This year, the Biochemical Analytics Prize, endowed with 50,000 euros, will be awarded to biochemistry professor, Dr Kai Simons and analytical chemist, Dr Andrej Shevchenko, as well as to Professor Andreas Greinacher, a transfusion medicine physician.
Fats (lipids) play a vital role in the human organism but not enough research has been conducted on them up until now. Lipids include cholesterol and its esters, triglycerides, fat-soluble vitamins, hormones and even waxes. Alongside DNA and proteins, lipids comprise an important substance class of their own. The totality of the lipids in the human body, the lipidome, includes over 100,000 different lipids. Of these molecules, more than 2,000 have already been linked to human health and disease. They play an important role in metabolic regulation – at a cellular level on up to energy management and communication.
Kai Simons and Andrej Shevchenko worked together to develop the world’s first quantitative shotgun lipidomics platform. The method uses high-resolution mass spectrometry to conduct highly sensitive, absolute quantitative analyses of lipid molecules in small amounts of cells, tissues and body fluids. The quantification of several thousand different lipid molecules is done simultaneously using one sample. The individual fatty acid components of the lipids are broken down molecule by molecule to create a molecular signature of the lipidome. Since shotgun lipidomics is also suited for a high throughput, the method can be used in molecular diagnostics, where groundbreaking observations have already been made, such as for metabolic disorders.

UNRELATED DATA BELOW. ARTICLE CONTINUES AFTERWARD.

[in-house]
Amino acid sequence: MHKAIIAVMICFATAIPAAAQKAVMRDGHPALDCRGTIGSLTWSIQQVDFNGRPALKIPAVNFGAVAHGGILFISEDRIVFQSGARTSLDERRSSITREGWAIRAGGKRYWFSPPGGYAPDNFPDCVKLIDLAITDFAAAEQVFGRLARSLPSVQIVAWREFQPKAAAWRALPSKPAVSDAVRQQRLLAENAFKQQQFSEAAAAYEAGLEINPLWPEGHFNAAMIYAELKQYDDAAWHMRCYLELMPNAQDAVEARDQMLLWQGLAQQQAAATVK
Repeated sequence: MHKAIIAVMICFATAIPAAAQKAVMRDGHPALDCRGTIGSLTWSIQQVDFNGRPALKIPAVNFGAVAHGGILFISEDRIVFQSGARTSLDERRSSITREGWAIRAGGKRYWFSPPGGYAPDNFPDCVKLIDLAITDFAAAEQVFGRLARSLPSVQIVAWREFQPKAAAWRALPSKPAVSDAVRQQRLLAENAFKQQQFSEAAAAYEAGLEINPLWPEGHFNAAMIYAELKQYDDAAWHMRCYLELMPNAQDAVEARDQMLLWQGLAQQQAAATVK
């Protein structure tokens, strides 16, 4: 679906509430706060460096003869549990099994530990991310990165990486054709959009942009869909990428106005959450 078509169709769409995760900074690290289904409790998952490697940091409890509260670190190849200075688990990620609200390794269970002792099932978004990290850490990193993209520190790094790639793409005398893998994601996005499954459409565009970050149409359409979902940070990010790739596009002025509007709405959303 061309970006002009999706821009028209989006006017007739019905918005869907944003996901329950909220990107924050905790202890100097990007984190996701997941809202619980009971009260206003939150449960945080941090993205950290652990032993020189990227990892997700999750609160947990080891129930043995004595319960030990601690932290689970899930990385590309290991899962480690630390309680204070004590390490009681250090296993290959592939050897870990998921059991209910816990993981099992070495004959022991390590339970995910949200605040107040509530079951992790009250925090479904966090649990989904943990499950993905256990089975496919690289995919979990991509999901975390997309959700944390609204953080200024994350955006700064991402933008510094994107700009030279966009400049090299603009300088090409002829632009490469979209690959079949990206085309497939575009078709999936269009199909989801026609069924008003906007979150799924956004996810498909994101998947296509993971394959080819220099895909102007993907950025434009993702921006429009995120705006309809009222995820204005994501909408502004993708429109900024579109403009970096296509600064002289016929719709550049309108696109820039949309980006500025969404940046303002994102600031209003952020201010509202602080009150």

Professor Andreas Greinacher and his research team discovered the cause of “VITT syndrome – vaccine-induced immunogenic thrombotic thrombocytopenia (VITT)”, which occurs after a vaccination with adenovirus vector-based COVID-19 vaccines.
For more information about the DGKL award, please refer to the link below.